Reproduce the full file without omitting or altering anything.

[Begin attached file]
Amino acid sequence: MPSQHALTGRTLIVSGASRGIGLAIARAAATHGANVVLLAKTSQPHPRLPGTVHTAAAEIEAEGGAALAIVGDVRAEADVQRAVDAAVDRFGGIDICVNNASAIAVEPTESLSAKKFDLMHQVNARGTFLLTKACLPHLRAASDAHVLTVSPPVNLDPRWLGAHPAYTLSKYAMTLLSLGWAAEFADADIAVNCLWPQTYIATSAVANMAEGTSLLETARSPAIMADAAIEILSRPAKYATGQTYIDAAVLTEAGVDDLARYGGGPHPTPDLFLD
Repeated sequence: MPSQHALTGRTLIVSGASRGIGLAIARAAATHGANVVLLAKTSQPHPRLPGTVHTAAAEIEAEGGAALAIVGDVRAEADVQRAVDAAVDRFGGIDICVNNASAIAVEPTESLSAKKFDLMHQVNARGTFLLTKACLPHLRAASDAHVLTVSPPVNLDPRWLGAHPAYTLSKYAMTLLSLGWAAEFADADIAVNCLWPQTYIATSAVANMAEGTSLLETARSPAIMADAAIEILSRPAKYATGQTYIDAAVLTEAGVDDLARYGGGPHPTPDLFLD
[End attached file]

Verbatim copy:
Amino acid sequence: MPSQHALTGRTLIVSGASRGIGLAIARAAATHGANVVLLAKTSQPHPRLPGTVHTAAAEIEAEGGAALAIVGDVRAEADVQRAVDAAVDRFGGIDICVNNASAIAVEPTESLSAKKFDLMHQVNARGTFLLTKACLPHLRAASDAHVLTVSPPVNLDPRWLGAHPAYTLSKYAMTLLSLGWAAEFADADIAVNCLWPQTYIATSAVANMAEGTSLLETARSPAIMADAAIEILSRPAKYATGQTYIDAAVLTEAGVDDLARYGGGPHPTPDLFLD
Repeated sequence: MPSQHALTGRTLIVSGASRGIGLAIARAAATHGANVVLLAKTSQPHPRLPGTVHTAAAEIEAEGGAALAIVGDVRAEADVQRAVDAAVDRFGGIDICVNNASAIAVEPTESLSAKKFDLMHQVNARGTFLLTKACLPHLRAASDAHVLTVSPPVNLDPRWLGAHPAYTLSKYAMTLLSLGWAAEFADADIAVNCLWPQTYIATSAVANMAEGTSLLETARSPAIMADAAIEILSRPAKYATGQTYIDAAVLTEAGVDDLARYGGGPHPTPDLFLD